Faculty search frozen, other measures taken to compensate for loss
Roughly $3 million in room and board and dining costs have been refunded to Rollins students who are now participating in distance learning. This financial loss to the college strains the annual budget, causing administration to pause its search for open faculty positions and to prepare for next steps.
College Financial Loss
While President Grant Cornwell initially reported a $3 million loss, Rollins is projected to lose more money due to summer cancellations.
The cancellation of on-campus summer programs, such as the Duke TIP program, Maymester courses, and various conferences, could cost Rollins an additional $1 million, said Cornwell.
“Maymester is going to be entirely virtual, and anything else that was scheduled for the summer is going to be virtual. I’m hoping that we are fully back to campus in the fall,” said Cornwell.
The financial loss from Maymester classes comes from the potential revenue from dining plans and on-campus housing fees.
The college will not save money from the decision to carry out distance learning, since faculty are still paid the same wages for teaching courses, said Cornwell. Pay has been guaranteed to both faculty and staff through the end of this fiscal year, which ends May 31.
Plans for the Future
In order to get a diverse understanding of how to handle the budget for the following fiscal year, Cornwell has created a financial strategic planning task force made up of faculty and staff from across campus.
The task force is made up of 20 people including Dean of Students Leon Hayner, Associate Vice President of Financial Aid Steve Booker, Associate Professor Dan Chong, and Vice President for Institutional Advancement Laurie Houck. The task force is led by Ed Kania, vice president for business and finance and treasurer.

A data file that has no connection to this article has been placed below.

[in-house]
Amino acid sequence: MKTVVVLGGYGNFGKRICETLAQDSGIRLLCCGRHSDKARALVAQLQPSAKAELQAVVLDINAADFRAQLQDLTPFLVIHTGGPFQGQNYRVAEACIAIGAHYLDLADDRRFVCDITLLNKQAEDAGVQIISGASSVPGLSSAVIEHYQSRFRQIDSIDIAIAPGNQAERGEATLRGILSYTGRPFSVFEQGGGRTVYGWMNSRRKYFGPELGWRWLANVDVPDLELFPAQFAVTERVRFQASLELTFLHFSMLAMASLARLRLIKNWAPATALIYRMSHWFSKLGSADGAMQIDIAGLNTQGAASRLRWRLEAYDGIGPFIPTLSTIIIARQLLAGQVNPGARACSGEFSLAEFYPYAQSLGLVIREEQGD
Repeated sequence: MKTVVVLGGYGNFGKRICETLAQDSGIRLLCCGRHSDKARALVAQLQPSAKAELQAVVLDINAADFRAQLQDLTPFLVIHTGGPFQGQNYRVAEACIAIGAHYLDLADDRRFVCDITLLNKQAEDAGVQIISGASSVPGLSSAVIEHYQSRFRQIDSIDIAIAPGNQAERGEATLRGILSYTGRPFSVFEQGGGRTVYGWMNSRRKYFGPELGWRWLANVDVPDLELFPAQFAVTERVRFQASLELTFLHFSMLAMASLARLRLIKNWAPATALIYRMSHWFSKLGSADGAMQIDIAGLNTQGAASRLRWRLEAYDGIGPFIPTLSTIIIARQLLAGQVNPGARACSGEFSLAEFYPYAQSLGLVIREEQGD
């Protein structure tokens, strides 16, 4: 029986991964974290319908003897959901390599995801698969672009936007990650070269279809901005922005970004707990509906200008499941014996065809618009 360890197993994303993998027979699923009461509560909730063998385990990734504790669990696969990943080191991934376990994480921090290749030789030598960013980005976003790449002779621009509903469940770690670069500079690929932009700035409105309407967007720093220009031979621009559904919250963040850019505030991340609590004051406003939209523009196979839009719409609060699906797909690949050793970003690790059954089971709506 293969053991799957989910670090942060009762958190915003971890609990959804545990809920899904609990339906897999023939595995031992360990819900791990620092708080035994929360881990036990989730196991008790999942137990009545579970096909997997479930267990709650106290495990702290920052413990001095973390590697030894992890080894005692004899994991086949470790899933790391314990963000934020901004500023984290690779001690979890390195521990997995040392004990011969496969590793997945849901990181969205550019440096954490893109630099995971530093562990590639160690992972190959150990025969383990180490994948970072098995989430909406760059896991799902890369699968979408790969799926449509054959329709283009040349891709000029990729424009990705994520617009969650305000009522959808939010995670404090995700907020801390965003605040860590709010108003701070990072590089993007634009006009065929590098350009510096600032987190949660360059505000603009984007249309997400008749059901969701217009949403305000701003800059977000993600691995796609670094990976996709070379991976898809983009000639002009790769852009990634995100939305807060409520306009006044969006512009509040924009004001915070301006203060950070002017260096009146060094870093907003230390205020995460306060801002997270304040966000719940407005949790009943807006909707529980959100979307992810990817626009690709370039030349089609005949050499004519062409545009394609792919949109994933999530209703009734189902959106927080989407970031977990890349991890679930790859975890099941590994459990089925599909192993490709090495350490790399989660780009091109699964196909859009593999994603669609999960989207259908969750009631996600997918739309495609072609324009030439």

“We, like all other colleges right now, are focused on determining and projecting the potential financial impacts of COVID-19 over the next six to twelve months. This work will continue in the coming months,” said Kania.
Despite the loss in revenue, the college is still attempting to create a balanced budget by May 31, said Kania.
Into the next fiscal year, the main concerns for Rollins include securing a new freshman class that is willing and capable of paying tuition and keeping a high retention rate for returning students.
“What I’m really worried about is that so far our admissions deposits are exactly on track with last year, but this is having such a terrible blow on the economy that I am really worried about affordability for some families,” said Cornwell.
Both new and returning students are facing possible economic struggles due to COVID-19, which can make the monetary strain of paying college tuition difficult to bear.
“We want to work with families to make it possible for students to attend as first year students or persist as returning students,” said Cornwell. As of now, students are encouraged to work with staff on a case-by-case basis to discuss any financial hardships.
For students concerned that their financial struggles may impede their return to Rollins, they are advised to contact Booker at email@example.com.
To help aid the loss of revenue, Rollins has temporarily halted its search for additional faculty and staff positions.
“We’ve stopped hiring, but there still may be positions that are absolutely critical to the college, and if the person leaves, we are going to [have to] replace them. But for the most part, we have completely stopped hiring,” said Cornwell.
Although pay has been guaranteed to both faculty and staff, what happens next to faculty salaries is still unknown.
“What we have to do with everybody’s salaries or earnings will be entirely contingent on our revenue stream,” said Cornwell. “The impacts will have to be exactly correlated with the loss of revenue.”